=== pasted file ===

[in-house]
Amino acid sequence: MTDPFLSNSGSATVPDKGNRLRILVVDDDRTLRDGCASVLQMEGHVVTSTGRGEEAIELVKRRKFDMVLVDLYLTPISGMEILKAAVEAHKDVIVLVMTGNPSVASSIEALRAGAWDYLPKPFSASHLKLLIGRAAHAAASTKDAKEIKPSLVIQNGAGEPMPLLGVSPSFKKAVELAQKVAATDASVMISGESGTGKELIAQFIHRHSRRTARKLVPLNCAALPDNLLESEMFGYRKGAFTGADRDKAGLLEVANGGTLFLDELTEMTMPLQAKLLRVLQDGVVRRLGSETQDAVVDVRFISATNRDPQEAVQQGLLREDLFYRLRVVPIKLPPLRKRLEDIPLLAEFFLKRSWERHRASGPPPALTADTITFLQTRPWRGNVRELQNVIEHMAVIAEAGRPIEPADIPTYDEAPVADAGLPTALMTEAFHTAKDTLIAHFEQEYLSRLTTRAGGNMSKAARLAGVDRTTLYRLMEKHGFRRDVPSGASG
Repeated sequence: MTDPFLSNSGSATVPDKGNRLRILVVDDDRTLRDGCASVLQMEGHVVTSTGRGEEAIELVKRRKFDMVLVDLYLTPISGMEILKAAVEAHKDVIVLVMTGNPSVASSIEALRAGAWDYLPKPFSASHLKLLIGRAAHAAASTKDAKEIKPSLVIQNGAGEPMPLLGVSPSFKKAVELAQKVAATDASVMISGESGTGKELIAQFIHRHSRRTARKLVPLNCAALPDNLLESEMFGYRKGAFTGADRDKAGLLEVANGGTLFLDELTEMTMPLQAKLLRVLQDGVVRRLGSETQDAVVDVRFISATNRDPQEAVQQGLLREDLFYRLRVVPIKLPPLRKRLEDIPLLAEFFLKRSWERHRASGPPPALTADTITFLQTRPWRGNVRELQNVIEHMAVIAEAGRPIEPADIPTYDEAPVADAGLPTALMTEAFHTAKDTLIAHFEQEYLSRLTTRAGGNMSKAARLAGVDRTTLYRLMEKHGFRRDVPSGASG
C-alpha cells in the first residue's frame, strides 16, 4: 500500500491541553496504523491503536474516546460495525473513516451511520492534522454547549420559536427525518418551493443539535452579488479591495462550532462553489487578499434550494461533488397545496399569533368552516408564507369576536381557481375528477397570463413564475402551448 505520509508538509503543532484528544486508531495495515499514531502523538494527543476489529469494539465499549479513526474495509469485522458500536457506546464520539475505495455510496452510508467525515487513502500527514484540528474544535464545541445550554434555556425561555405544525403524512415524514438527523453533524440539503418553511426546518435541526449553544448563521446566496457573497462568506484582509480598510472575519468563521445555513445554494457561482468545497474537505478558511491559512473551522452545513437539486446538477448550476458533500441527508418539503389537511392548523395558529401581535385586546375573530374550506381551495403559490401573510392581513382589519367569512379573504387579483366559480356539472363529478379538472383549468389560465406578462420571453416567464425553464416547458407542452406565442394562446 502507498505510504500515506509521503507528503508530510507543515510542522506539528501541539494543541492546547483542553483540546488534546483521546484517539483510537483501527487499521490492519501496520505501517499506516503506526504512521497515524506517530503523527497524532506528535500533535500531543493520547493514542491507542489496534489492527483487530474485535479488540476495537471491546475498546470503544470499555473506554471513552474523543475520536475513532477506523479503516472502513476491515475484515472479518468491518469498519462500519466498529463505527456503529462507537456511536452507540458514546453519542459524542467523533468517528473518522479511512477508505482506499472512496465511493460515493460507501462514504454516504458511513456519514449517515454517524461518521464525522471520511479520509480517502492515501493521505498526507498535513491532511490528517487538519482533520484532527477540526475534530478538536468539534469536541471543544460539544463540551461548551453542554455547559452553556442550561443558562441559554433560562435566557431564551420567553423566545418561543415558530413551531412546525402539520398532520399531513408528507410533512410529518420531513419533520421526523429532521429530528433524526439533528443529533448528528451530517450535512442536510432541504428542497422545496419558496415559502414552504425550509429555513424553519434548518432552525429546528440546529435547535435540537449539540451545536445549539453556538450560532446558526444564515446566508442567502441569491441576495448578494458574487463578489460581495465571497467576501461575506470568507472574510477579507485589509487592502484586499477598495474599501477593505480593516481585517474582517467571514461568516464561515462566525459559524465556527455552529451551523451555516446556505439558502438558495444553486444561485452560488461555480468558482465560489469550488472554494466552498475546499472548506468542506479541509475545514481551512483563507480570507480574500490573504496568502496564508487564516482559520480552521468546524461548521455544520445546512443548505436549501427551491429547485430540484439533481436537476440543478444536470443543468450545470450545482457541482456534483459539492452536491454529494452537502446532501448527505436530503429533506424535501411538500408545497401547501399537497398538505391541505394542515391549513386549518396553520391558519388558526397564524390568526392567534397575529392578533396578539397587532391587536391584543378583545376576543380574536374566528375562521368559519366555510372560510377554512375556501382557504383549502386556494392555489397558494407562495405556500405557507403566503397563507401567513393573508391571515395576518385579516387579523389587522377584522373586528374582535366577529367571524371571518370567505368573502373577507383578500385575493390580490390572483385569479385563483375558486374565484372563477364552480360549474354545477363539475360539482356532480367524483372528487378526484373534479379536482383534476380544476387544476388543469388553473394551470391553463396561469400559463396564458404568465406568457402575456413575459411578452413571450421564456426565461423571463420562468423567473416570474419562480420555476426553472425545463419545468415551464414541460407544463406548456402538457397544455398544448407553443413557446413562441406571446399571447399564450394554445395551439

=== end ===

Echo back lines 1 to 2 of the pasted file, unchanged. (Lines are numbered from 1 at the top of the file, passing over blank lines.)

[in-house]
Amino acid sequence: MTDPFLSNSGSATVPDKGNRLRILVVDDDRTLRDGCASVLQMEGHVVTSTGRGEEAIELVKRRKFDMVLVDLYLTPISGMEILKAAVEAHKDVIVLVMTGNPSVASSIEALRAGAWDYLPKPFSASHLKLLIGRAAHAAASTKDAKEIKPSLVIQNGAGEPMPLLGVSPSFKKAVELAQKVAATDASVMISGESGTGKELIAQFIHRHSRRTARKLVPLNCAALPDNLLESEMFGYRKGAFTGADRDKAGLLEVANGGTLFLDELTEMTMPLQAKLLRVLQDGVVRRLGSETQDAVVDVRFISATNRDPQEAVQQGLLREDLFYRLRVVPIKLPPLRKRLEDIPLLAEFFLKRSWERHRASGPPPALTADTITFLQTRPWRGNVRELQNVIEHMAVIAEAGRPIEPADIPTYDEAPVADAGLPTALMTEAFHTAKDTLIAHFEQEYLSRLTTRAGGNMSKAARLAGVDRTTLYRLMEKHGFRRDVPSGASG